FOUNTAIN VALLEY – A Westminster man who has been entertaining listeners in the Vietnamese community and inspiring social movements for more than two decades died from heart disease Friday morning at age 55 at Fountain Valley Regional Hospital.
Nguyen Ngoc Hung Dung, better known as Viet Dzung, was known as a radio and television host by many, but more importantly as an activist and freedom fighter for the Vietnamese community, his friends said.
Dzung, right, and his long-time radio co-host Minh Phuong Do had one of
the most popular radio shows in the Vietnemese community in Orange County. Dzung died Friday from heart disease.
ANA VENEGAS, ORANGE COUNTY REGISTER
“He was beloved by many, many people and it’s a devastating loss for our community and for human rights efforts in Vietnam,” said Tyler Diep, a former Westminster city councilman and longtime friend of Dung.
Most recently, Dung hosted a morning show on Radio Bolsa, a popular
Vietnamese radio program listened to in Little Saigon and other communities worldwide. He had also hosted television segments for Asia Entertainment and was once a DJ for Little Saigon radio.
Dung started his entertainment
career as a singer in Vietnam before leaving for the United States as a
boat refugee in 1975. He continued his country singing career and began
songwriting while studying biology at the University of Nebraska at Omaha.
“He’s a very popular Vietnamese composer, the Vietnamese community loves him,” said Westminster Mayor Tri Ta.
One of his most popular songs,
translated “It’s a gift I sent to my motherland,” is regarded as the unofficial anthem for the Vietnamese boat people, or refugees, said Orange County First District Supervisor Janet Nguyen.
“He’s had a lot of personal challenges and his songs and music are so empowering,” Nguyen said. “He’s also so kind and for someone with that many fans, he’s so humble and down to earth. (His passing) is very,
He was singing on several radio channels before Little Saigon Radio recruited him for a morning show in 1993. He left that show in 1996 to switch over to Radio Bolsa.
Besides the funny antics he transmitted over airwaves every morning, Dung had a stronger, deep-rooted purpose in politics and human rights.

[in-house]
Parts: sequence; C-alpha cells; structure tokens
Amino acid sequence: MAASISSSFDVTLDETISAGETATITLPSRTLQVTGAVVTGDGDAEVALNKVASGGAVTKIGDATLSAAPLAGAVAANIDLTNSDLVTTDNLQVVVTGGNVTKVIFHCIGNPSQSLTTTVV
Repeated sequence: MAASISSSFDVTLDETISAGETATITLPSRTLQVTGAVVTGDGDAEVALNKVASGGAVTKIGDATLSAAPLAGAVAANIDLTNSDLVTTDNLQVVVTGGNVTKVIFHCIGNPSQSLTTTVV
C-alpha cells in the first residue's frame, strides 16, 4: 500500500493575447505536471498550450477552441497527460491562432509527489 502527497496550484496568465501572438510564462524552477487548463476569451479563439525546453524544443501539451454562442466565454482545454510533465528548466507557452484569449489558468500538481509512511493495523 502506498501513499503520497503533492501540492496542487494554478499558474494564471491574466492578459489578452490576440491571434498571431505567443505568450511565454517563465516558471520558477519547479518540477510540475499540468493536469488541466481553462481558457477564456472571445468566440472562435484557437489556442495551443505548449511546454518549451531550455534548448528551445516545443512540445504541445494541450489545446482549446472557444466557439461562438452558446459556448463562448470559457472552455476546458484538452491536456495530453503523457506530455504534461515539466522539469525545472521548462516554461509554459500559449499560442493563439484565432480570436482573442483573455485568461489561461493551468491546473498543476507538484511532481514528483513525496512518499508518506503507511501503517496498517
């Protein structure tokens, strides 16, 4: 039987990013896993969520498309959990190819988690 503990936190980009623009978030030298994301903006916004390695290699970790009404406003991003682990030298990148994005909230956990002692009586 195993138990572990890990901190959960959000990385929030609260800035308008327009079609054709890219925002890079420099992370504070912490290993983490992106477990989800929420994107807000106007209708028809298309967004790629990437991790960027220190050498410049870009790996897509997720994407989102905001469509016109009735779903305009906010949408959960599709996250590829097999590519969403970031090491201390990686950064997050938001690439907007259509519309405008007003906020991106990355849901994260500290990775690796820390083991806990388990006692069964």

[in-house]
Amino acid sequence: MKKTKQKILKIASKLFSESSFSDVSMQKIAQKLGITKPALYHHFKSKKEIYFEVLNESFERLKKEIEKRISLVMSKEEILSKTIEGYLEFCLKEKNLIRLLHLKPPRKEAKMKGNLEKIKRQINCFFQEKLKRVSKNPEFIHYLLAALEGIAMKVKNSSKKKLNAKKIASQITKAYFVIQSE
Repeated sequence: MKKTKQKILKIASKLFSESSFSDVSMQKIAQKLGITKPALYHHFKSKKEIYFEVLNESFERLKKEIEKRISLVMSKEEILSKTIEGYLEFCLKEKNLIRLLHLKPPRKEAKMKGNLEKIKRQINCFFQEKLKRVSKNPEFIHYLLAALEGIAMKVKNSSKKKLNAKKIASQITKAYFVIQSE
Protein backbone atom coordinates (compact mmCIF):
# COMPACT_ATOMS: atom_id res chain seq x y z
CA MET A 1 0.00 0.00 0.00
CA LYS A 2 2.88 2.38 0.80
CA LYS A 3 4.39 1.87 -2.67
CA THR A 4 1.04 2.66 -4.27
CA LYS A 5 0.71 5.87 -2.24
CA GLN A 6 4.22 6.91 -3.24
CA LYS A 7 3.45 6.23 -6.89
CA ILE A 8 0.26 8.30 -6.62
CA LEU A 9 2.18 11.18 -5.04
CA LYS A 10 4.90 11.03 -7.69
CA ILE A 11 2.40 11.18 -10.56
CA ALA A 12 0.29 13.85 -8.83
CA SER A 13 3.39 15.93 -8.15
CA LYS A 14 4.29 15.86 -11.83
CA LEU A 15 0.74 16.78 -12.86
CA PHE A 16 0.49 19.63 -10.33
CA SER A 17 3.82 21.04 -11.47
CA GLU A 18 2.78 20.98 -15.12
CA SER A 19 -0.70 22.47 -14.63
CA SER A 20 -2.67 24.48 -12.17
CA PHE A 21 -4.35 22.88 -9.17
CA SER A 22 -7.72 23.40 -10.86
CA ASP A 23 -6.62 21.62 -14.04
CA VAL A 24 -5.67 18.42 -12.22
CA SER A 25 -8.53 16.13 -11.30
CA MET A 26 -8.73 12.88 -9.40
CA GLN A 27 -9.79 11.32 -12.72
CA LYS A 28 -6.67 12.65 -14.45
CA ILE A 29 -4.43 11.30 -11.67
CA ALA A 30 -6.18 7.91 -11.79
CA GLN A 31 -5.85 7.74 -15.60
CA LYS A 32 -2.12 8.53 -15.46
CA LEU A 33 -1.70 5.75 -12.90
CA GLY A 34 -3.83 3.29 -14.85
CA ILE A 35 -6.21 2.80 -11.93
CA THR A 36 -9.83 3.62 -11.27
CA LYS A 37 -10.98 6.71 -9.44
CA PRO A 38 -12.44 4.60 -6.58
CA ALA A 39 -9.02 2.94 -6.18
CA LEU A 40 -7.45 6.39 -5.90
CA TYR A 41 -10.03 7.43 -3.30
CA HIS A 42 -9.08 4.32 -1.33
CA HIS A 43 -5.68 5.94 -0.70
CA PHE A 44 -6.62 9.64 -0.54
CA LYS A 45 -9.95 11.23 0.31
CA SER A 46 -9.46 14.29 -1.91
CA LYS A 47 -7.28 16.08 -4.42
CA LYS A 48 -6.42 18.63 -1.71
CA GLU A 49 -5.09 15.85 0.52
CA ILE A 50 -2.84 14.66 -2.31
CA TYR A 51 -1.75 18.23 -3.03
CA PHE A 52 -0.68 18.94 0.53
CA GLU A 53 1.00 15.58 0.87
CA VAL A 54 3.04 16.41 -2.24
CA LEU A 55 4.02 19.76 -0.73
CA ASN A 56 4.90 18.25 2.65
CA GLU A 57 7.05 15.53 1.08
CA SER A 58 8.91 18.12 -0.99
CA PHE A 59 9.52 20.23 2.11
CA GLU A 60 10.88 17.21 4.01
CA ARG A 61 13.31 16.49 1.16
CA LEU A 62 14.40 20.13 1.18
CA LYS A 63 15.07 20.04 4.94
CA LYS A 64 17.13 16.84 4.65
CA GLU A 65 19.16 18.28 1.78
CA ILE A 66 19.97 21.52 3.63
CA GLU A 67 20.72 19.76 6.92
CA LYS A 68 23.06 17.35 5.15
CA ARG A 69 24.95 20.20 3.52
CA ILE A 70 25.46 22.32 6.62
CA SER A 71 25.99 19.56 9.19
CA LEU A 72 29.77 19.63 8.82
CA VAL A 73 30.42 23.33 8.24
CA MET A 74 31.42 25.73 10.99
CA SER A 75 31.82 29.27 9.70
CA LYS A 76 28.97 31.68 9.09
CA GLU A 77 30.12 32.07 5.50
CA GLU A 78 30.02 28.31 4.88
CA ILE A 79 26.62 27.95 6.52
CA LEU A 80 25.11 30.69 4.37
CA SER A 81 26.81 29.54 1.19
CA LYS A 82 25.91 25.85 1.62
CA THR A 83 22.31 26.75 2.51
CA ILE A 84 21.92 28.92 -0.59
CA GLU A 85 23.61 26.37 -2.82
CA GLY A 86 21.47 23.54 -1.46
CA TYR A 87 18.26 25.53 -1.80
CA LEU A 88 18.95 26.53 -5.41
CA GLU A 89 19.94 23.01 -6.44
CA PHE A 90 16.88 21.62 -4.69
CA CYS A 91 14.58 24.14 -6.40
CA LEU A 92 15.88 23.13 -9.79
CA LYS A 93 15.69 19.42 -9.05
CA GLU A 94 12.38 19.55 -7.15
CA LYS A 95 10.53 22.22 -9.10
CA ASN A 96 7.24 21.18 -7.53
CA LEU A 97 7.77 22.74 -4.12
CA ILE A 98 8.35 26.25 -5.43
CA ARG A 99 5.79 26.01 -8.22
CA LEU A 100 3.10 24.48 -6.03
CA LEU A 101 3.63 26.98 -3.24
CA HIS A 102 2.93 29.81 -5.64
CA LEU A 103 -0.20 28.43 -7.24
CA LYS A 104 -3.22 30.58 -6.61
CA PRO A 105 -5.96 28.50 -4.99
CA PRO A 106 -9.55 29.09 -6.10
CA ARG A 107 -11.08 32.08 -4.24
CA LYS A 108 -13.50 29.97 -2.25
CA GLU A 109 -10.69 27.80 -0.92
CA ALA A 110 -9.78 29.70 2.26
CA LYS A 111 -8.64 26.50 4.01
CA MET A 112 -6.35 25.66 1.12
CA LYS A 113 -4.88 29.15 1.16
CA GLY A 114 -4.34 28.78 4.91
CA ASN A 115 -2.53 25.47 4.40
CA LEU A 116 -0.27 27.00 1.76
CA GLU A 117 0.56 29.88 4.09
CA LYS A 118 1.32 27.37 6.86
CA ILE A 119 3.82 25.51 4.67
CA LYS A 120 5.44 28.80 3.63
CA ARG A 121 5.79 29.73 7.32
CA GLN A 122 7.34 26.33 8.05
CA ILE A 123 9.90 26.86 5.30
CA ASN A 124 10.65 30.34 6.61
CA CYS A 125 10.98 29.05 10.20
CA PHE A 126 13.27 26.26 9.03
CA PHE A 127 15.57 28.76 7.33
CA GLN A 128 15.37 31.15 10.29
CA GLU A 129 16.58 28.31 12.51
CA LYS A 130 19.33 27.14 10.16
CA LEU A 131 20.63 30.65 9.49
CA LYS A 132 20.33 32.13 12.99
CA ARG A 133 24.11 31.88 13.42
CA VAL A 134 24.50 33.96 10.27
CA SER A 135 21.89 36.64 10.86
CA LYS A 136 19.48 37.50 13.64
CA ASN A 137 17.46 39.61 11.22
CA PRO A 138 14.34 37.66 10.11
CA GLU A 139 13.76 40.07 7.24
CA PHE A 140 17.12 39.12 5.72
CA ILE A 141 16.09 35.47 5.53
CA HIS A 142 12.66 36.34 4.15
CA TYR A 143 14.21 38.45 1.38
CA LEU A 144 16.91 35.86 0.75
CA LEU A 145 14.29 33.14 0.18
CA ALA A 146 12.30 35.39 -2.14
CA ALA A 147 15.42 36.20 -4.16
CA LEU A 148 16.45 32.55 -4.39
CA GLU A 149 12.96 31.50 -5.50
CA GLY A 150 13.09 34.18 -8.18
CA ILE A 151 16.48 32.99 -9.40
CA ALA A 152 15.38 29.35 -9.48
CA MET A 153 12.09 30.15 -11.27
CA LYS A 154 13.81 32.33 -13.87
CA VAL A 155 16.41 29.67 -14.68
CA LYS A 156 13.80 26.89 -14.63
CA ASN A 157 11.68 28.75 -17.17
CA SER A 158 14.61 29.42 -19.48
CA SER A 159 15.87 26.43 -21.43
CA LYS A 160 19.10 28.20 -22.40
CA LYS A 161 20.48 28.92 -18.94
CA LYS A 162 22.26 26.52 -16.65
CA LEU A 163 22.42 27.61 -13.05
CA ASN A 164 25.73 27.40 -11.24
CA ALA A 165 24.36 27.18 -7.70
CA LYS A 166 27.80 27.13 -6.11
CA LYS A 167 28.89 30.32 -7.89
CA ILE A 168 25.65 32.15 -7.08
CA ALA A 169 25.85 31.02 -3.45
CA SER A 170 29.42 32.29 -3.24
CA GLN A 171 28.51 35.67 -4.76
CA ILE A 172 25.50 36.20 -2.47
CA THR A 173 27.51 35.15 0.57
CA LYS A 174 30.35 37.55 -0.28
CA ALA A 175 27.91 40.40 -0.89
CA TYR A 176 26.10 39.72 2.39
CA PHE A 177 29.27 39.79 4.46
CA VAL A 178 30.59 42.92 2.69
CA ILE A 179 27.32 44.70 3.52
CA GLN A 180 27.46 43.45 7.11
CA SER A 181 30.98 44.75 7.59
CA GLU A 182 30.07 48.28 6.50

“He’s a very logical and thoughtful human being,” Nguyen said. “You could see it in his eyes and hear it in his voice.”
Dung worked to encourage the Vietnamese American community to become involved in their community and be engaged in local politics.
“He understood that for an immigrant community to mature, we not only have to be good at creating jobs, but also to get involved in politics,” Diep said.
Dung helped organize a “Rock the Vote” event in 1999 to encourage Vietnamese Americans to register and vote, modeled after the MTV voting initiative.
“He helped encourage over 10,000 voters to register,” Diep said. “It’s because of this effort that
we’re seeing more Vietnamese Americans in politics,” Diep said.
Dung had many ailments throughout his life. He walked on crutches from having polio as a child and suffered from diabetes and heart disease for many years, but his sickness never stopped him from community outreach.
In 1994, Dung visited Southeast Asian prison camps and reported back to the listeners about the perilous journey.
“We just want to cheer people up and sing for them,” Dung said in a previous interview. “We just want to tell them the Vietnamese people in America still remember them and still support them. I also wanted to find out the truth about what's going on.”
Dung worked hard to groom the younger generation of Vietnamese Americans to also become activists and leaders in the community, Diep said.
“I'm shocked to hear of your sudden passing. You've done so much to educate the younger generation of
Vietnamese like myself about the plight of our country and the need to continue fighting for its freedom,” wrote Thai Hong from Australia on Dung’s Facebook page.
His friends say the Dung worked hard to inform the Vietnamese Americans nationwide about current events and get them involved in community action.
“YOU are the people's hero, and my hero. You will forever live in the heart of people who love you, love your songs, and love what you have done for Viet Nam and our people,” wrote Calvin Bui, from South Carolina, on Dung’s Facebook page Saturday morning.
Nguyen said she visited Radio Bolsa on Friday and everyone at the station was in tears over Dung’s passing.
“He was extremely influential and he’s going to be very missed,” Nguyen said.